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How to Say Thank You in Japanese

Four Methods:Casual ThanksFormal ThanksCircumstance-Specific ThanksResponding to Thanks

In order to figure out how to say “thank you” in Japanese, you need to first determine how polite your expression of gratitude needs to be. Some phrases are more casual, while others are more formal. There are also a few phrases that express gratitude only when used in certain situations. Here's a brief explanation of what you need to know about expressions of gratitude in Japanese.

Method 1
Casual Thanks

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    Say "domo arigatou."This is a fairly standard yet casual way to say "thank you."
    • Use this expression with friends and co-workers, but avoid using it with someone who is in a position of authority over you. Also avoid using it in formal situations.
    • Pronounce domo arigatou as doh-moh ah-ree-gah-toh.
    • In its non-romanized form, write どうも有難う.[1]
  2. Image titled Say Thank You in Japanese Step 2
    Shorten it to "arigatou." arigatou is an even more informal way of saying "thank you."
    • You can use this phrase with friends and family members. It is appropriate with people who share your status, but someone with a higher status, like a supervisor or teacher, should be treated with more respect.
    • Pronounce arigatou as ah-ree-gah-toh.
    • In its non-romanized form, write arigatou as 有難う or ありがとう.[2]
  3. Image titled Say Thank You in Japanese Step 3
    Shorten it to "domo." Domo is more polite than arigatou, but it falls somewhere in between casual and formal speech.[3]
    • On its own, domo means "very much," but it is understood to mean "thank you" depending on the context of the conversation.
    • You can use this in most polite contexts, but if you need to be extremely polite to someone, you should opt for a more formal phrase.
    • Pronounce domo as doh-moh.
    • In its non-romanized form, write どうも.

Method 2
Formal Thanks

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    State "arigatou gozaimasu."[4] This phrase essentially means "thank you very much."
    • You can use arigatou gozaimasu with people who have a higher status than you, including supervisors, family elders, teachers, and strangers or acquaintances who appear older than you.
    • You can also use this phrase to express formal or heartfelt gratitude to someone close to you.
    • Pronounce arigatou gozaimasu as ah-ree-gah-toh goh-zah-ee-mas.
    • In its non-romanized form, write 有難う 御座います.
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    Switch to "domo arigatou gozaimasu." This is even more polite way of saying "thank you very much."
    • Use this phrase with those who have a higher status or in formal circumstances. You can also use the phrase to express sincerity with someone familiar.
    • Pronounce the phrase as doh-moh ah-ree-gah-toh goh-sah-ee-mas.'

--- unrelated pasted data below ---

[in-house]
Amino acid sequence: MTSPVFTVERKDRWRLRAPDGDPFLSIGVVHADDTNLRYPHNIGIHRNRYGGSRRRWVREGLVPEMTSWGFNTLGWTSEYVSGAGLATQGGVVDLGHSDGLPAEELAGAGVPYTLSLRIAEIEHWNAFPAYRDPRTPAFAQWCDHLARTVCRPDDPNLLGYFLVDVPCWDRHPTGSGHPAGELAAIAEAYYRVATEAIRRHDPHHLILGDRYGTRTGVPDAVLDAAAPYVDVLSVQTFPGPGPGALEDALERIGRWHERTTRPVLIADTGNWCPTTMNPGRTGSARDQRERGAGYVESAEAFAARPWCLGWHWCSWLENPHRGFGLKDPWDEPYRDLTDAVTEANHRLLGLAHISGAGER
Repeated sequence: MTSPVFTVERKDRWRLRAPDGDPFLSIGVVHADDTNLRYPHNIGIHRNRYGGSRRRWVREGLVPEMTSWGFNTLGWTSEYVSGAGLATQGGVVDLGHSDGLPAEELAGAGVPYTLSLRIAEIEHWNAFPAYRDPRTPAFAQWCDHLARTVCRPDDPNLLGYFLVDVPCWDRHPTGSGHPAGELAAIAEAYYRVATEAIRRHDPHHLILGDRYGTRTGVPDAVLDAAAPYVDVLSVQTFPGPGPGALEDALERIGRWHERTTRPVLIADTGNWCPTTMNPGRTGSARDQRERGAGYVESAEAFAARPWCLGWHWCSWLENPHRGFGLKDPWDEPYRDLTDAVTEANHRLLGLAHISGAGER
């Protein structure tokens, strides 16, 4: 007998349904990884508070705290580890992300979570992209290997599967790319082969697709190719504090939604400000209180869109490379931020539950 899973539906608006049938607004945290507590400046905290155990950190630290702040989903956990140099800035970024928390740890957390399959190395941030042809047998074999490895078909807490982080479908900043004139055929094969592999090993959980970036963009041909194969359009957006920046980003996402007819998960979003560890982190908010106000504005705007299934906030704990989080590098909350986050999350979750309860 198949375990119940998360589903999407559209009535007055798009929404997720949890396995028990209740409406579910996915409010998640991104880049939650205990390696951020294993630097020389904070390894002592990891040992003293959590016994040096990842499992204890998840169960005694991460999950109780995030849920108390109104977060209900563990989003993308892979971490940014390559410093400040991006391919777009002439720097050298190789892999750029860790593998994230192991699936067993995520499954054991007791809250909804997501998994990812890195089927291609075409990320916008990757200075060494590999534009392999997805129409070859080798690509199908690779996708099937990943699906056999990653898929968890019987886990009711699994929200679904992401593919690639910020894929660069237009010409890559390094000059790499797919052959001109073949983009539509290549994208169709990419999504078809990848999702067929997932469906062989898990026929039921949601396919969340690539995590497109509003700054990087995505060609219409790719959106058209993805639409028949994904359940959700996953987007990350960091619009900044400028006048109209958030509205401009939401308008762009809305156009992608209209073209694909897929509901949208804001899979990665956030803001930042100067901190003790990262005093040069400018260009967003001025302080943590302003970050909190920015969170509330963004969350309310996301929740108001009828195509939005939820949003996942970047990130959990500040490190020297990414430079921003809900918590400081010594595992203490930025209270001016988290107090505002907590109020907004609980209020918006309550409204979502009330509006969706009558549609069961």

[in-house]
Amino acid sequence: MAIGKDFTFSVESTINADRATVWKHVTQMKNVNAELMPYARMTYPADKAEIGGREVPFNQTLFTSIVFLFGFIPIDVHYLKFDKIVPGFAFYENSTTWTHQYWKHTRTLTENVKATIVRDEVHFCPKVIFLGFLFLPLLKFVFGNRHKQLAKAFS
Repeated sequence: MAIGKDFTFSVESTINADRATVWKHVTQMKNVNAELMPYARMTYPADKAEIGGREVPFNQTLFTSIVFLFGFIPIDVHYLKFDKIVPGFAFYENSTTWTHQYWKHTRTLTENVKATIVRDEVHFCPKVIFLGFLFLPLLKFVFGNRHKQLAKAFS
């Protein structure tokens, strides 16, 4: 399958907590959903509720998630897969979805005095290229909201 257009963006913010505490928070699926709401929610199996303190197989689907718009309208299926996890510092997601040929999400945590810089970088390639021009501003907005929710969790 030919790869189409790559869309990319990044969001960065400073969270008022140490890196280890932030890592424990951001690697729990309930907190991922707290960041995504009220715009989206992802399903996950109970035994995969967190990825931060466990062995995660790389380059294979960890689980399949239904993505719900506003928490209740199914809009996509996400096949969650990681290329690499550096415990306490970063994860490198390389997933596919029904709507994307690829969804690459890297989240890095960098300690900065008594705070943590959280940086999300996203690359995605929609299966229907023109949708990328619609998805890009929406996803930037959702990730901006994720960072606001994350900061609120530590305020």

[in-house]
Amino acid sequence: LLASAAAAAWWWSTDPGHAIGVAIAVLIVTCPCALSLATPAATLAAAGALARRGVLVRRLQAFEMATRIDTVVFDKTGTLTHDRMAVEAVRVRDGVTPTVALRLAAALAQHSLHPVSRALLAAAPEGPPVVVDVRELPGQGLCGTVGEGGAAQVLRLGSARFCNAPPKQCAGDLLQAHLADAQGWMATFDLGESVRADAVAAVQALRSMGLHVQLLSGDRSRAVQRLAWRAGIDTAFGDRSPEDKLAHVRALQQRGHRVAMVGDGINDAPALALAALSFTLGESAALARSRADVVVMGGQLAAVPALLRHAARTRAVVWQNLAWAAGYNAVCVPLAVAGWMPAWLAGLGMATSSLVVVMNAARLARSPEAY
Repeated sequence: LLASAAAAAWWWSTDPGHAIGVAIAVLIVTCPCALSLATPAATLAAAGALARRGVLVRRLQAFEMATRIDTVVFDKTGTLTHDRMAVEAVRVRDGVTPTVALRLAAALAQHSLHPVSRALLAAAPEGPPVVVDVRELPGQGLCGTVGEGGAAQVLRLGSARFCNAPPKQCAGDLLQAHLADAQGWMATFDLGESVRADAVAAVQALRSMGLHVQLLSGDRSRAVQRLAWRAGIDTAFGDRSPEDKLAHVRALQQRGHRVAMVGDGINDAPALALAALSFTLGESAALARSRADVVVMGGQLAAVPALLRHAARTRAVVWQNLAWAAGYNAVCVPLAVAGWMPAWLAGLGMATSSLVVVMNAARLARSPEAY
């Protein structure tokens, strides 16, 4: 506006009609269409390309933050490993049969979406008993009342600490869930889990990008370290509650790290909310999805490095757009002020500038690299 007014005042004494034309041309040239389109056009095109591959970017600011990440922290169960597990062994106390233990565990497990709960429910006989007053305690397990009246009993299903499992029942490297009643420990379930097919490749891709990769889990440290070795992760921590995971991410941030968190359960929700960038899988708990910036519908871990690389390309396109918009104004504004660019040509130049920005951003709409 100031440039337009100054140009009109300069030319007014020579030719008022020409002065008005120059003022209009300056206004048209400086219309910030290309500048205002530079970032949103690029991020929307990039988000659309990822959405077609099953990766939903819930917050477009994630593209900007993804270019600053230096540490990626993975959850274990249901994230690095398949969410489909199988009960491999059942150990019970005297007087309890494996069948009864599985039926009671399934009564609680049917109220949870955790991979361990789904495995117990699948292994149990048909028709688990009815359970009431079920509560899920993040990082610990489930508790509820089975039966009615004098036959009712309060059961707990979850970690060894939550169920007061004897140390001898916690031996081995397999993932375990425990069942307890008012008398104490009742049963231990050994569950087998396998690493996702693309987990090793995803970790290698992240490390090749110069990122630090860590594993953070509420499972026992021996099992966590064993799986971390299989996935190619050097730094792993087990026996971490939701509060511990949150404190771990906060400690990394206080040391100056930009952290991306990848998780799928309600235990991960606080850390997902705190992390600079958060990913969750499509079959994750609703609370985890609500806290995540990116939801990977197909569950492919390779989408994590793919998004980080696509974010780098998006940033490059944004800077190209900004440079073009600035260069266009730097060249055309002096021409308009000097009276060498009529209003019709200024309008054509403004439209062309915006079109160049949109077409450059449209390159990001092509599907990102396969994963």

• In its non-romanized form, write domo arigatou gozaimasu as どうも 有難う 御座います.
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    Express thanks in the past tense as "arigatou gozaimashita."[5] If someone has done something for you in the recent past, make the phrase past tense by changing the -u ending of gozaimasu to -ita.
    • Pronounce the phrase as ah-ree-gah-toh go-za-ee-ma-shi-tah.

Method 3
Circumstance-Specific Thanks

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    Use "gochisou sama deshita" after a meal. If a host serves you dinner or if someone treats you to meal, you should use this phrase at the end of the meal to express gratitude.[6]
    • Note that at the beginning of a meal, you would say "itadakimasu" instead.
    • Pronounce this phrase as goh-chee-soh sah-mah deh-shee-tah.
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    At the end of a work day, say "o-tsukaresama desu." It essentially means something along the lines of "thank you for your hard work," but a stricter interpretation would be "you are a tired person."
    • The implication is that the listener has worked hard and deserves to rest. The phrase is polite and shows gratitude for that person's hard work.
    • Pronounce this saying as oh-tsoo-kah-reh-sah-mah des.
  3. Image titled Say Thank You in Japanese Step 9
    In Osaka, say "ookini."[7] This is not standard Japanese. Instead, this form of saying "thank you" is only found in Osakan dialect.
    • Ookini can mean "thank you" or "please." It can be used at the end of a sentence to smooth relations, or it can be used on its own to show appreciation to someone close.
    • The term was originally a way of indicating quantity and was used with arigatou as ookini arigatou. Over time, however, the phrase was shortened to ookini.
    • Pronounce ookini as oh-kee-nee.
    • In non-romanized format, write it out as おおきに.

Method 4
Responding to Thanks

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    Reply with "dou itashi mashite."[8] In both casual and polite contexts, this phrase is used in response to thanks. It essentially has the same meaning as "you're welcome."
    • Pronounce the saying as doh ee-tah-shee mah-she-teh.
    • In non-romanized form, write the phrase out as どういたしまして。
    • Informally, instead of "dou itashimashite", you can say "iie", pronounced "e-yay" written いいえ, which literally just means "no." By doing so, you are just telling the person who helped you "it was nothing."
    • You may find Japanese people making a gesture of waving their hand across their face. This also just means "its nothing."


  • Say hai domo (hi doh moh) when receiving something. It translates roughly to "thank you" in response to being handed something. It can also just mean thank you.

Article Info

Categories: Japanese